• Written by Jessica Dane (BSc (Hons) Animal Behaviour and Welfare) and Laura Martin (FdSc Animal Management (Animal Behaviour and Welfare))

Back in April, BSc (Hons) and FdSc Animal Behaviour and Welfare students attended a welfare conference held at University Centre Reaseheath. This all-day conference is held every year as a compulsory part of the Animal Welfare Issues module and, this year, we were treated to five extremely interesting talks from five very interesting people.

  • Emily Barrington – The Horse Trust
  • Jim Barrington – The Countryside Alliance
  • Dr Sonya Hill – University of Chester
  • Geoff Hosey – Animal Welfare
  • Maria Nangle – Dolphin Trust

Emily Barrington from The Horse Trust kicked off the day. She told us a little bit about her role as part of the Equine Care team. She told us about some of the residents at the Horse Trust, including Pollyanna. When she arrived at the charity she was in a terrible state of welfare, but with the professional aid and daily care, she is now a happy and healthy horse.

Dr Sonya Hill then graced us with a thrilling talk on bridging the gap between conservation and welfare in zoos. She posed some interesting questions for us as an audience to take away and think about. She also underlined the importance of welfare, for not only the animals in zoos but also for staff and visitors.

Maria Nangle then took the stand. She told us all about Ric O’Barry’s Dolphin Project. This was extremely interesting and something a little different. Ric’s anti-captivity campaign is the organisation’s primary focus. She told us about plans for a rehabilitation centre for dolphins mistreated in captivity and explained that while there will still be issues with captivity, the animals will be given more appropriate care.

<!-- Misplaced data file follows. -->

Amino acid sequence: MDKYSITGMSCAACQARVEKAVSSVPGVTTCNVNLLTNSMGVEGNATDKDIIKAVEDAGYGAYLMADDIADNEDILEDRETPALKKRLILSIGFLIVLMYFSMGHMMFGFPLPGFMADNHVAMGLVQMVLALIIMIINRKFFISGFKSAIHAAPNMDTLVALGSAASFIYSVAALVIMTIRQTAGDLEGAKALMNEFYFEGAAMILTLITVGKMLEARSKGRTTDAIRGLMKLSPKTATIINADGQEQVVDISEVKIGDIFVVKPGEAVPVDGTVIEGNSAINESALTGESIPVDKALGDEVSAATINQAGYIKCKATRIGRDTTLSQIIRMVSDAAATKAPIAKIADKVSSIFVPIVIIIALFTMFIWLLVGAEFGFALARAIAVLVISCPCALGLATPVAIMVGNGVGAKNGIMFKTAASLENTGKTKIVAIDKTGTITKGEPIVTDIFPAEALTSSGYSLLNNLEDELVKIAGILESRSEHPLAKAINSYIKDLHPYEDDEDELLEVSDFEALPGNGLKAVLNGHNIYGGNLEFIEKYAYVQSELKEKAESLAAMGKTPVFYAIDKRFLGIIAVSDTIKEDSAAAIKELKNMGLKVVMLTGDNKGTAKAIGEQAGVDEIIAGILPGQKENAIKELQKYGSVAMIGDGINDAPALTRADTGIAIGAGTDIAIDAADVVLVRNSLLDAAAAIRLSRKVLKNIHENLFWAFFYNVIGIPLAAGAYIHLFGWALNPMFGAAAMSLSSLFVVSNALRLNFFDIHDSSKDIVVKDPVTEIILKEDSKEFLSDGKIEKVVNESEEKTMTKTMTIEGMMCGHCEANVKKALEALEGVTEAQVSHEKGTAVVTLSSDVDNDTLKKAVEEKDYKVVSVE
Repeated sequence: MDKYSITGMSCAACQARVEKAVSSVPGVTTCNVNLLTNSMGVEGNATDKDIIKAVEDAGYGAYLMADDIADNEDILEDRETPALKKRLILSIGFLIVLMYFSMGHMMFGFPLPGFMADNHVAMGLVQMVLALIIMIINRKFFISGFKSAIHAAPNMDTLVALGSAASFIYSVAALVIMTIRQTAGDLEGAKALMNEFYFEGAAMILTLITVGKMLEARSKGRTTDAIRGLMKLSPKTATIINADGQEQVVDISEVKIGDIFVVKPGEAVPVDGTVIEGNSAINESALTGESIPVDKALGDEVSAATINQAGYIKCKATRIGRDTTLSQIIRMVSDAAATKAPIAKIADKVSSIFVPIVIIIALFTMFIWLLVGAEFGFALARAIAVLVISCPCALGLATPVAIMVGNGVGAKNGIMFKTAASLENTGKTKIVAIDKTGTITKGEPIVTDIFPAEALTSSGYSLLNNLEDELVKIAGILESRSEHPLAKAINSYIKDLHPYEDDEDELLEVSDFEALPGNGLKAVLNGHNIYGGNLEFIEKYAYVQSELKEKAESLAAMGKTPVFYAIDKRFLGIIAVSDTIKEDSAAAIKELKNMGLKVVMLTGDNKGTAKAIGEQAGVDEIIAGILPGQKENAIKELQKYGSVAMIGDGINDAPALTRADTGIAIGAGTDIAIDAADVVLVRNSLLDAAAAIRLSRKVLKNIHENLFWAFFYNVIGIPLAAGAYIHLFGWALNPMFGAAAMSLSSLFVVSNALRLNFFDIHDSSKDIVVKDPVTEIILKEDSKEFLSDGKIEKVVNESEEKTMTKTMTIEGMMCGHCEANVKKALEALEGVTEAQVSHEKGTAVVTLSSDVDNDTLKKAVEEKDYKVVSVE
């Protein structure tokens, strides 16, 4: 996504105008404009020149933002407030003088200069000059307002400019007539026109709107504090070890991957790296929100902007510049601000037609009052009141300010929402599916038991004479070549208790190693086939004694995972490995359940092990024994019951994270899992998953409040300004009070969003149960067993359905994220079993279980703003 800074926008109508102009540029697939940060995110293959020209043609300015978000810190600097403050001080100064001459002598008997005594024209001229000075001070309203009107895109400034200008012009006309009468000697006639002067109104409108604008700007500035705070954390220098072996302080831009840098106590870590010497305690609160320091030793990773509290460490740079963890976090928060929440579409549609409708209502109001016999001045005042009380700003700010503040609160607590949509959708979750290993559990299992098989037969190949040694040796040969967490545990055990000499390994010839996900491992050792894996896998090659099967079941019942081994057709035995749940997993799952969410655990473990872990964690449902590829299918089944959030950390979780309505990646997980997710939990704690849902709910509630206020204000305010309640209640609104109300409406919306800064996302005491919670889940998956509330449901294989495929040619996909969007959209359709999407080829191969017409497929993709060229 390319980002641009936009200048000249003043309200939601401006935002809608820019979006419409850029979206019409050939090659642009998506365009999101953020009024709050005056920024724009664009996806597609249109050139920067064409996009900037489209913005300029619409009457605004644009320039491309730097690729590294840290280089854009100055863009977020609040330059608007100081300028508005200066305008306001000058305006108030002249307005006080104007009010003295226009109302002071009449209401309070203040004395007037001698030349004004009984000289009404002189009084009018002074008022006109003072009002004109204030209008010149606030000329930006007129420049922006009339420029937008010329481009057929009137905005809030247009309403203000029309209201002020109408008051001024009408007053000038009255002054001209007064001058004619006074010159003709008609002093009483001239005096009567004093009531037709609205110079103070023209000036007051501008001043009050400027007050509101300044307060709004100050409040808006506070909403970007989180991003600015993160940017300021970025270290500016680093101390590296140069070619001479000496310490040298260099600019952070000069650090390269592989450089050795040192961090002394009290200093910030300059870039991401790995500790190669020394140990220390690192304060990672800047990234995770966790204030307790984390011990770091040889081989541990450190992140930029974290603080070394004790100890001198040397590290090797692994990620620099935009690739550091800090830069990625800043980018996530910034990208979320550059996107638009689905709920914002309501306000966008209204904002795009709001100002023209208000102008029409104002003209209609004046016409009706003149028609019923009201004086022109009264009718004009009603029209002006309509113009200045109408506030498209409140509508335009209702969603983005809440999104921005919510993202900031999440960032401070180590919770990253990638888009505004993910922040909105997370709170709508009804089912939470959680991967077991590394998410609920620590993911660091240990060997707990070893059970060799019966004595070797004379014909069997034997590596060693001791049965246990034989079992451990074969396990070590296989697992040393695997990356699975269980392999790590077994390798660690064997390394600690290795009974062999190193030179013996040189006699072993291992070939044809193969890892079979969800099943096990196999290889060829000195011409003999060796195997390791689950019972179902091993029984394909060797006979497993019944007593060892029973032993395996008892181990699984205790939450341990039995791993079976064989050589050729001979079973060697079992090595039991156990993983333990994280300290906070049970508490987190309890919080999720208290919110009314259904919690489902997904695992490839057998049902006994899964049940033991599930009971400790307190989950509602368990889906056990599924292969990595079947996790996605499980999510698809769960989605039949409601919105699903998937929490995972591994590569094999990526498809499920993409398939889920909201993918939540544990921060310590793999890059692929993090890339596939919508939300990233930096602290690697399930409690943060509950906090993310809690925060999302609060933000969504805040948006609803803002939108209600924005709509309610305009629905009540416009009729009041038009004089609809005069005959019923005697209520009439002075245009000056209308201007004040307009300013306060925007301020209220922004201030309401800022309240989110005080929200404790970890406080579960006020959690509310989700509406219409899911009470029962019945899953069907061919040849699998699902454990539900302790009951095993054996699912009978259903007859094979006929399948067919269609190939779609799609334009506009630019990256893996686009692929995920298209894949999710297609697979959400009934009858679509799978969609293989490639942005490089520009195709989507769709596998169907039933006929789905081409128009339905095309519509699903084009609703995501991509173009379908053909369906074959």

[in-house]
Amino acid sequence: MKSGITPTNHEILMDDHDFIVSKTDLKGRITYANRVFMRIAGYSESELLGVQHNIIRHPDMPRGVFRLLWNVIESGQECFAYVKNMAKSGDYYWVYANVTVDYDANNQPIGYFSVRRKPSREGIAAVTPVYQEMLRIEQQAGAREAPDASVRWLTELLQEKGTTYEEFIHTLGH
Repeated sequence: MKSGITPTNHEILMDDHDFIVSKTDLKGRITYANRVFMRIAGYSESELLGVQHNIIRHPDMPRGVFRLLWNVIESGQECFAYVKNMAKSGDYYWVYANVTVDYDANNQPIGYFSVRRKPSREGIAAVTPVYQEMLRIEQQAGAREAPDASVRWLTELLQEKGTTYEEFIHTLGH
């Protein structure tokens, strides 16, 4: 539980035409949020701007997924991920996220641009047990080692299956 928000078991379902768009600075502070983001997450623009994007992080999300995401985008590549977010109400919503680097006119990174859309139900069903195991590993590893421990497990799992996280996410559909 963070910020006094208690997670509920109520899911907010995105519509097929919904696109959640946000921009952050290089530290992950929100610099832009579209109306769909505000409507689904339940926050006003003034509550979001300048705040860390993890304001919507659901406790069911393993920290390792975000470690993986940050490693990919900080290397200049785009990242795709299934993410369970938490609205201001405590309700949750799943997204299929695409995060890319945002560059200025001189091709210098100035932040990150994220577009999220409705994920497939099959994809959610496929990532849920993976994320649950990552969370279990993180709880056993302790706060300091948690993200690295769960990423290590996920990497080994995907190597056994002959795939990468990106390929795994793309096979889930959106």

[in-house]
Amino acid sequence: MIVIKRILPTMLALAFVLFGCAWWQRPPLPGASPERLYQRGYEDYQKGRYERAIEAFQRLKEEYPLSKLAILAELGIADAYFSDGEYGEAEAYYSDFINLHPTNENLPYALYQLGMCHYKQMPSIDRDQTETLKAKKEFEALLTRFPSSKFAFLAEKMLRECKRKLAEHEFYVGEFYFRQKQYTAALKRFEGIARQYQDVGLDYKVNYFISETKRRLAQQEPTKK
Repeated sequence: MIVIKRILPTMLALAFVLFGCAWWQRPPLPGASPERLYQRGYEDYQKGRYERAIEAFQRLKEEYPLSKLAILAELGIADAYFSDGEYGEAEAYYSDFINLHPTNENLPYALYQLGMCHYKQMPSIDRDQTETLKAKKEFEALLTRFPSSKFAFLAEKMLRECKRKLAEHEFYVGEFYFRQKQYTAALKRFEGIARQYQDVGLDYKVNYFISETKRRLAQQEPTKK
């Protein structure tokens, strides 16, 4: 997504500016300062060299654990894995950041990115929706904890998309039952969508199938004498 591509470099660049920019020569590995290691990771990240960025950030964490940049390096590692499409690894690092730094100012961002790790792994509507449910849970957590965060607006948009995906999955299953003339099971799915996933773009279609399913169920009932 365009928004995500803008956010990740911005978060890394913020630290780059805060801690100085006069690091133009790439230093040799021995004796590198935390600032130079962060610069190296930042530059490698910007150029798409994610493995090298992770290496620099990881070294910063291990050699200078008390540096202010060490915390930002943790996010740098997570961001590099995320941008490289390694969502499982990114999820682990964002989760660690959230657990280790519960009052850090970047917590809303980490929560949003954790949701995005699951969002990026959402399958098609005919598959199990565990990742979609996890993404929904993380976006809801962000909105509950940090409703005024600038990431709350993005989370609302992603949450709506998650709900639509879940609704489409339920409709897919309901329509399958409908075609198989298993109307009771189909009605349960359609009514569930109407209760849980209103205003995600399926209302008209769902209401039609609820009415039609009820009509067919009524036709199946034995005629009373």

Jim Barrington from The Countryside Alliance was next to take to the stage, he had lots of very interesting points, and was up for a bit of debate from the audience. He was discussing the very controversial topic of hunting for sport and pest control. He gave a very good non-biased talk, explaining clearly the two sides of the issue.

Last to talk was the wonderful Geoff Hosey. Many of the audience was acquainted with his work, as he is an expert on zoo animal welfare. He raised some interesting points about human-animal contact in zoos, and the differences between domestication and taming. He also made us think about animals that are often neglected and encouraged us to go and do our own welfare research in something that has never been done before. There are gaps and a new generation has to fill them. Geoff was very easy to listen to, he made his talk very fun and interesting, which was the perfect way to end the day.

Animal Welfare Conference speakerWhen speaking to other students they said they had learnt a lot from the conference. In particular, they benefited from hearing different perspectives and how these impact the welfare of animals in multiple industries. The students also said that they enjoyed the level of detail the speakers went into, which would help them with further assignments and their revision for the exams.

All the speakers gave us information on how they reached their current positions. This was great from an employability point of view. During a conversation with Sonya Hill, she gave us plenty of advice on how to get experience and fieldwork with primates. This will help us greatly in the future. Furthermore this information created a personal atmosphere.

When we asked the speakers why they had come and what they wanted to achieve, we had a good positive answer. Most of the speakers said they came to Reaseheath College to educate and get an understanding of what students already know. Furthermore, all the speakers said they were keen to promote their work. They were also looking forward to looking around the zoo! Although some of them had been here before the students learned new things; we hope to be able to come again next year!